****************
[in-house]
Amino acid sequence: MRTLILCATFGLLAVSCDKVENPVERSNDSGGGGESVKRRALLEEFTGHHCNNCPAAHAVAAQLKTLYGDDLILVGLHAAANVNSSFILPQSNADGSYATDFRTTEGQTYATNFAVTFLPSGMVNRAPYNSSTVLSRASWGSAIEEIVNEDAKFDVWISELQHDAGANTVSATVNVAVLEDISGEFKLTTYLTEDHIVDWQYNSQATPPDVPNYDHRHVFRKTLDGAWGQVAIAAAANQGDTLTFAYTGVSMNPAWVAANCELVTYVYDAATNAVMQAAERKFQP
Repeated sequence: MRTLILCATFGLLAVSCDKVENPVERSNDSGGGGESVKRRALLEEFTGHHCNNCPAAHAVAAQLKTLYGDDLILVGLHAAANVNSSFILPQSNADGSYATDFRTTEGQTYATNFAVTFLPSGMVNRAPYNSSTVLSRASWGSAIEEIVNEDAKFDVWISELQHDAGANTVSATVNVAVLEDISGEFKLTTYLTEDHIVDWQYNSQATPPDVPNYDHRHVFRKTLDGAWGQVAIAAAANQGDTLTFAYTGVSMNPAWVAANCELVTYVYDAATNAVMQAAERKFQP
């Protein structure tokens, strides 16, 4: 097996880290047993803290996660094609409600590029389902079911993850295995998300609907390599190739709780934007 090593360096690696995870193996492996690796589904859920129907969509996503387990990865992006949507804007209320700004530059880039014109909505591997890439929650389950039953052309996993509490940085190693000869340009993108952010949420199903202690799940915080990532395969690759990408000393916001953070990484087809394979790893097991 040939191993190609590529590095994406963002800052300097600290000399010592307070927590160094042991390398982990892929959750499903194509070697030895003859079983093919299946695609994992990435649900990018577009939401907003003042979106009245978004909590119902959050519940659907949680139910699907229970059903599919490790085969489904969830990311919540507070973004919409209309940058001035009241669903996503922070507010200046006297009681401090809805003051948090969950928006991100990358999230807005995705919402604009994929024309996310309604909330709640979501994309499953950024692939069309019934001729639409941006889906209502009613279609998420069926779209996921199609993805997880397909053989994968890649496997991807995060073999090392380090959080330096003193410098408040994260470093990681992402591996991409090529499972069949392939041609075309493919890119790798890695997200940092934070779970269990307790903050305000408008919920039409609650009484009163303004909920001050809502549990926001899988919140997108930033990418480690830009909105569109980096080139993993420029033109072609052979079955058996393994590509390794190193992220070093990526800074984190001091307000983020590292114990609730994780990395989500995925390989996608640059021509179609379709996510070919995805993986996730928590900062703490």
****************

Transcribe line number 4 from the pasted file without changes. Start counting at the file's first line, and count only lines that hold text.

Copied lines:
């Protein structure tokens, strides 16, 4: 097996880290047993803290996660094609409600590029389902079911993850295995998300609907390599190739709780934007 090593360096690696995870193996492996690796589904859920129907969509996503387990990865992006949507804007209320700004530059880039014109909505591997890439929650389950039953052309996993509490940085190693000869340009993108952010949420199903202690799940915080990532395969690759990408000393916001953070990484087809394979790893097991 040939191993190609590529590095994406963002800052300097600290000399010592307070927590160094042991390398982990892929959750499903194509070697030895003859079983093919299946695609994992990435649900990018577009939401907003003042979106009245978004909590119902959050519940659907949680139910699907229970059903599919490790085969489904969830990311919540507070973004919409209309940058001035009241669903996503922070507010200046006297009681401090809805003051948090969950928006991100990358999230807005995705919402604009994929024309996310309604909330709640979501994309499953950024692939069309019934001729639409941006889906209502009613279609998420069926779209996921199609993805997880397909053989994968890649496997991807995060073999090392380090959080330096003193410098408040994260470093990681992402591996991409090529499972069949392939041609075309493919890119790798890695997200940092934070779970269990307790903050305000408008919920039409609650009484009163303004909920001050809502549990926001899988919140997108930033990418480690830009909105569109980096080139993993420029033109072609052979079955058996393994590509390794190193992220070093990526800074984190001091307000983020590292114990609730994780990395989500995925390989996608640059021509179609379709996510070919995805993986996730928590900062703490």